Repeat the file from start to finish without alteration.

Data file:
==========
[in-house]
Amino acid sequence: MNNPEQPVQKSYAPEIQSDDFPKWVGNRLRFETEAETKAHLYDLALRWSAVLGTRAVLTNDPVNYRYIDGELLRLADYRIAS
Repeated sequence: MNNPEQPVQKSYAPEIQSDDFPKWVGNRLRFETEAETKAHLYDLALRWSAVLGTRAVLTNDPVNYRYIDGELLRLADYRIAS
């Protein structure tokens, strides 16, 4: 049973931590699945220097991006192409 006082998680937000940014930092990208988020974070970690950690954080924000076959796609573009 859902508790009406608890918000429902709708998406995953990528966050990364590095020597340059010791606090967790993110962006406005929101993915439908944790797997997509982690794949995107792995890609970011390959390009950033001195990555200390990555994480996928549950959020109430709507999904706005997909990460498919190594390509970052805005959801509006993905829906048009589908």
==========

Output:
[in-house]
Amino acid sequence: MNNPEQPVQKSYAPEIQSDDFPKWVGNRLRFETEAETKAHLYDLALRWSAVLGTRAVLTNDPVNYRYIDGELLRLADYRIAS
Repeated sequence: MNNPEQPVQKSYAPEIQSDDFPKWVGNRLRFETEAETKAHLYDLALRWSAVLGTRAVLTNDPVNYRYIDGELLRLADYRIAS
């Protein structure tokens, strides 16, 4: 049973931590699945220097991006192409 006082998680937000940014930092990208988020974070970690950690954080924000076959796609573009 859902508790009406608890918000429902709708998406995953990528966050990364590095020597340059010791606090967790993110962006406005929101993915439908944790797997997509982690794949995107792995890609970011390959390009950033001195990555200390990555994480996928549950959020109430709507999904706005997909990460498919190594390509970052805005959801509006993905829906048009589908």